U.S. Troubled by Resumed ‘Borderization’ in Georgia
The United States is “troubled by reports that Russian-backed de facto authorities have resumed the installation of fencing on Georgian territory near the administrative boundary line of the Russian-occupied Georgian region of South Ossetia,” and calls for “the immediate halt of construction of new fencing and other barriers.”
U.S. State Department Spokesperson Morgan Ortagus said at a news briefing on August 21 that “the process of borderization indiscriminately and disproportionately affects civilians living in the area, separating them from their farmlands, family, livelihoods, and critical infrastructure.”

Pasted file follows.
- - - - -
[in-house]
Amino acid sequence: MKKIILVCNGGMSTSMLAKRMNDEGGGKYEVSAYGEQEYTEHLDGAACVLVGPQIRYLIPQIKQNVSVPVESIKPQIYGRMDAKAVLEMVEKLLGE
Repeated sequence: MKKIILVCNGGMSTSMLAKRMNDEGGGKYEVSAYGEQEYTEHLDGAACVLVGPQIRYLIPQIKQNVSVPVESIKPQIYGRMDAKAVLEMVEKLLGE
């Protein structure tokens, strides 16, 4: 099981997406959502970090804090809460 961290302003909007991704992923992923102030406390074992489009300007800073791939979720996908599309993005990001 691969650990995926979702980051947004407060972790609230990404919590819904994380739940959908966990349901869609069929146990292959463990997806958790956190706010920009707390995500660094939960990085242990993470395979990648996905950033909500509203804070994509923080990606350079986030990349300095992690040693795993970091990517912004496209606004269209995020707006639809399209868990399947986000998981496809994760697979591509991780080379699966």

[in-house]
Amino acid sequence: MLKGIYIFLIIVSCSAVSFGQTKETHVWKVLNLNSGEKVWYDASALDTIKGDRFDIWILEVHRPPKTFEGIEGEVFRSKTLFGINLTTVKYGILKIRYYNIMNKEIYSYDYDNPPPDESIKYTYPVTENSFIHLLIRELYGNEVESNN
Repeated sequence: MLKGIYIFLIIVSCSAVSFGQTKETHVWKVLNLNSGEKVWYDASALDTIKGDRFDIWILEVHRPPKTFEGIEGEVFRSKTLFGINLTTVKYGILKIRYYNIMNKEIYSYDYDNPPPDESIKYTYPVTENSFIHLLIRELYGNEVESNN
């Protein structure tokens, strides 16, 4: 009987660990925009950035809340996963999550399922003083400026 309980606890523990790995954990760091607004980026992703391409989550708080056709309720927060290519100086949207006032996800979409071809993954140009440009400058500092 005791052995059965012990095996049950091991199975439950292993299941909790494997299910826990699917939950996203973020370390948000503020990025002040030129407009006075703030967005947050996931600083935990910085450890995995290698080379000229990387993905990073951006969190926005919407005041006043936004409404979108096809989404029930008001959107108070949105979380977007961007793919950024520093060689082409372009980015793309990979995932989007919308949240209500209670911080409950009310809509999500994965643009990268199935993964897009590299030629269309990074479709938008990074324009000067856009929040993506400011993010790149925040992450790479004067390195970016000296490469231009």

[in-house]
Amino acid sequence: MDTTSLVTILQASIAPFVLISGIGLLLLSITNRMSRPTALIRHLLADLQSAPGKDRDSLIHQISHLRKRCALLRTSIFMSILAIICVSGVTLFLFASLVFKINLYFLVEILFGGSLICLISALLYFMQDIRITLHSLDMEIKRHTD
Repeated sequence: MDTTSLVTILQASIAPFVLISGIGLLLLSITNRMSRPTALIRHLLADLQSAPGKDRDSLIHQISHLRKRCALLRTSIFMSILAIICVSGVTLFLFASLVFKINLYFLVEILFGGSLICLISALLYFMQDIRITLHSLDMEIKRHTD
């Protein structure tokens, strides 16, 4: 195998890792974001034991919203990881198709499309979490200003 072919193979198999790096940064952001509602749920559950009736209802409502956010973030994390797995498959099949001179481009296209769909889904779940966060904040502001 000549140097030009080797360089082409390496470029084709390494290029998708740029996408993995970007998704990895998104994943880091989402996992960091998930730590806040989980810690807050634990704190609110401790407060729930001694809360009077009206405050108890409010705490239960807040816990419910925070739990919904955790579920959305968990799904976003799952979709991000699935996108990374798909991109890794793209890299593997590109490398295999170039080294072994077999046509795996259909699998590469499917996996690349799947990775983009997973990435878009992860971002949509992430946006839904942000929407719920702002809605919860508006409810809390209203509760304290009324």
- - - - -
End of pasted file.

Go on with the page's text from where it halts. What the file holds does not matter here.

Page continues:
“Once again, we call on Russia to suspend its illegal occupation of 20 percent of Georgian territory; to withdraw its forces to pre-conflict positions; and to allow unfettered access for the delivery of humanitarian assistance in accordance with its clear obligations under the 2008 ceasefire agreement,” Ortagus stated.
Georgian officials have condemned “borderization” and called on the international community for support. Ambassadors of Estonia, Austria, Bulgaria, Latvia, Israel and Japan, as well as the Acting Ambassadors of the United States and Ukraine have visited Gugutiantkari to study the situation on ground.
A number of world leaders, including the High Representative of the European Union for Foreign Affairs and Security Policy/Vice-President of the European Commission Federica Mogherini, President of Estonia Kersti Kaljulaid, Foreign Minister of the Czech Republic Tomáš Petříček, Foreign Minister of Lithuania Linas Linkevičius and Foreign Ministry of Poland have also condemned “borderization” in Georgia.
This post is also available in: ქართული (Georgian) Русский (Russian)